The first step to improving anything is knowing its current situation. Without first setting a benchmark, you will have no way to look back and see if your efforts resulted in a positive or a negative.
For digital and content marketers, metrics aren’t hard to come by. However, the abundance of metrics in the digital marketing environment has also caused a problem. Too many metrics making it more difficult to measure content digital marketing effectiveness. What metrics do you choose?
What to start tracking
Measuring and improving your digital marketing efforts varies depending on goals of the marketing campaigns. Each campaign will have different micro- and macro-conversions to measure that can help determine if the campaign was a success or not. The first step marketers need to take, is determining how they will measure their campaign.
Common metrics to measure are
Visitors/Users – A visitor or user indicates web site performance. A visitor/user is simply a person that have been on your website. Ideally, you will want to measure unique visitors/users because then duplicate visits aren’t counted.
Page views – A page view is an indication of how interesting your website is to a visitor/user. The more pages they visit, the more likely they are to become a customer is generally the idea.
Search Traffic – This is important as search traffic can be largely made up of unknown visitors/users and can be seen as growth in an audience.
Bounce Rate – This is another indication of how interesting your website is to a visitor/user. Bounce rate is the percentage of visitors/users that start on a page but leave before visiting another page on the site. Ideally, a low bounce rate (less than 40%) is preferred.
Better metrics to measure are
While the metrics above can provide a marketing analyst with an understanding of how the users the campaign is attracting are behaving. These metrics don’t tell the story that most business owners or c-suite executives want to hear. Metrics that would impress them are:
Investment – Document all cost include salaries put towards marketing campaign. This will help calculating future metrics to measure and report on.
Conversions – Set up web conversions and record each conversion. Assign a value to each conversion once you know the estimated value. This will help with calculating ROI and revenue.
Cost per X – This is a simple statistic, however, not always easy to find as it requires a system in place that includes documented cost towards the campaign. However, sharing a cost per session, pageview, conversion, or customer is a quick indication the campaign is performing ideally, or poorly.
Customer Lifetime Value – By measuring customer lifetime value you are able to project a cost towards acquiring a customer over time. Combining this with the cost of X, you should be able to predict cost for future marketing campaigns and estimate traffic, conversions, and sales.
Lifetime Revenue – This metric can be measured even without access to the CRM or sales sheets. One way of sharing lifetime revenue is figuring out what a conversion is worth and simply multiply total conversions by worth. While this number may not be the exact revenue the company has generated. Knowing this will help connect the dots between web metrics and finances providing a deeper understand and appreciation for the work that is being done.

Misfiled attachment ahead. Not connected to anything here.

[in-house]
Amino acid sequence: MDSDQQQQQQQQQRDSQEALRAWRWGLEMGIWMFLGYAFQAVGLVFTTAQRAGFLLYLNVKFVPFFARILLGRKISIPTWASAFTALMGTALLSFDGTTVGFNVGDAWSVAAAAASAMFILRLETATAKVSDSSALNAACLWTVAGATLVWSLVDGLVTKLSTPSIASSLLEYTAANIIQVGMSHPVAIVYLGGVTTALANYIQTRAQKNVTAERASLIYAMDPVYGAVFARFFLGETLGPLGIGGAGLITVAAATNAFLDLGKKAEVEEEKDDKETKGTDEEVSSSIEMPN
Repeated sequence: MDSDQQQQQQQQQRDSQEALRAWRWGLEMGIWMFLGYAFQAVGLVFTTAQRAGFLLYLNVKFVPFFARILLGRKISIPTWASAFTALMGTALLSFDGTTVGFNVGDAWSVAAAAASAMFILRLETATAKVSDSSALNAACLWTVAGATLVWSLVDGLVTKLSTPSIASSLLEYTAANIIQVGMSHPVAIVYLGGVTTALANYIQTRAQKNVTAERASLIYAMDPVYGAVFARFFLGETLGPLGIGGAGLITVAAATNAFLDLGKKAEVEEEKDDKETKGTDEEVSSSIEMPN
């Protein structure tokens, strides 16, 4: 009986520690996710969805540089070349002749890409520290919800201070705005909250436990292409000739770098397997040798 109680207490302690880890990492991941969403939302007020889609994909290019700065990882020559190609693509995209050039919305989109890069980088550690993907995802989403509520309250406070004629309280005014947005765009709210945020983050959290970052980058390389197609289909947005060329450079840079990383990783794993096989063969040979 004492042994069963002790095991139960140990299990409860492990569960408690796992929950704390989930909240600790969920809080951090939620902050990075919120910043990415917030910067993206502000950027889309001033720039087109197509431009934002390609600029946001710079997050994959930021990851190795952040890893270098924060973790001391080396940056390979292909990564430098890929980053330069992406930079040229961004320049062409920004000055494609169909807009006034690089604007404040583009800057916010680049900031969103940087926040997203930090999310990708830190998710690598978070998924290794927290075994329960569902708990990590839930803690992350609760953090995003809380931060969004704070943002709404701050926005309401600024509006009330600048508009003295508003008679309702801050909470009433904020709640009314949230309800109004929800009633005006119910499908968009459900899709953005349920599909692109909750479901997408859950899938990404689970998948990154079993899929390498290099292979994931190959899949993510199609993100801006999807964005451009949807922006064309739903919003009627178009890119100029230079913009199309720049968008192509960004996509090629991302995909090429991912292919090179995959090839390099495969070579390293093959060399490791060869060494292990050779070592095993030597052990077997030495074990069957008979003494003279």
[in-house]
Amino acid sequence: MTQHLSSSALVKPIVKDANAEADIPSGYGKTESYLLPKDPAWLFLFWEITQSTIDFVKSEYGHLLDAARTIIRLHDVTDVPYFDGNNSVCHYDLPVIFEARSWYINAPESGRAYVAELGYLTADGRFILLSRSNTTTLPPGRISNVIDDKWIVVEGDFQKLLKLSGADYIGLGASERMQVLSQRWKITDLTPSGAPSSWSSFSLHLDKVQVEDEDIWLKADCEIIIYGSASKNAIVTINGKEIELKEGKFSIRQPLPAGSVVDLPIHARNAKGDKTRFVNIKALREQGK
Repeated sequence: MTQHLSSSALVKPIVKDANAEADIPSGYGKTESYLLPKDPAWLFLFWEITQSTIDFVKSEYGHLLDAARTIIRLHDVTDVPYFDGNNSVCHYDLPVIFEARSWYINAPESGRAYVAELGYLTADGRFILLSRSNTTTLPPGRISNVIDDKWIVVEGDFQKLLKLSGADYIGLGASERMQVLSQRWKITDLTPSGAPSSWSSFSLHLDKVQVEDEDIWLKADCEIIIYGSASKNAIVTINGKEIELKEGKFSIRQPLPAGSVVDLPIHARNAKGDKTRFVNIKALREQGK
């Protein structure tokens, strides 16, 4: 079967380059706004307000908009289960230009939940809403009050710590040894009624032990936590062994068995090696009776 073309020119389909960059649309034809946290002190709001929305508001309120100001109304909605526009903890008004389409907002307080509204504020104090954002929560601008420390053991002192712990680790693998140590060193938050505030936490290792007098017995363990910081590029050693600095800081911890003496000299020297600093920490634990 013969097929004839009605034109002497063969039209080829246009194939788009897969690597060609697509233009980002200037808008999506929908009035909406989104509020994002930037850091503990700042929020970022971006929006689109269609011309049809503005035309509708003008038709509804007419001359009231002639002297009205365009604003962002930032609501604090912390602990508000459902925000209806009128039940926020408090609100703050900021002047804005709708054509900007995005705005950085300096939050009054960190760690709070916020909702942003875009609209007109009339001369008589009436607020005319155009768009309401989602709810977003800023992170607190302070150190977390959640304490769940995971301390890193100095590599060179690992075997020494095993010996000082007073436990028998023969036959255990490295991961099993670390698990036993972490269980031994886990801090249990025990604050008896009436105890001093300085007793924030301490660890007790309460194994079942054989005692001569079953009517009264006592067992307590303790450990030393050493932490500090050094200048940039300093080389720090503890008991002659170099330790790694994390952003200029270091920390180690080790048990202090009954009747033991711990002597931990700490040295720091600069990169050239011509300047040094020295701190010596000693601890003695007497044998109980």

Lifetime ROI – ROI (return on investment) goes hand-in-hand with lifetime revenue, and rightfully so. Measuring revenue is great, but it doesn’t provide the right context in the sense that the company might have spent more than revenue generated. ROI provides the amount of money earned, after cost.
How to track marketing effectiveness
After determining your metrics to measure, ask yourself “do these metrics support my key goals?” and “can I action these metrics?”. If the answer is yes to both of these questions, then you’re on the right track.
Document all cost include operating cost, salaries, ad cost, etc. This will help understand how effective your marketing efforts are for the success and life of your company.
Next, figure out how frequently you want to review this data. Then, put a system in place to collect and store your data. We suggest adding Google Analytics to your website and selecting a digital marketing dashboard that has the right metrics in place and provides a user-friendly experience for those who aren’t savvy when it comes to marketing data. Be sure to select a dashboard that includes the metrics that your team is looking to measure.
If you aren’t ready to commit to a digital marketing dashboard, record data in a simple spreadsheet for reporting. However, the time that it will take you to do this adds up, so automating this process is recommended providing you with more time for analysis.
After collecting the data and performing a complete analysis, share your insights with your team providing actionable items to tackle in the next campaign.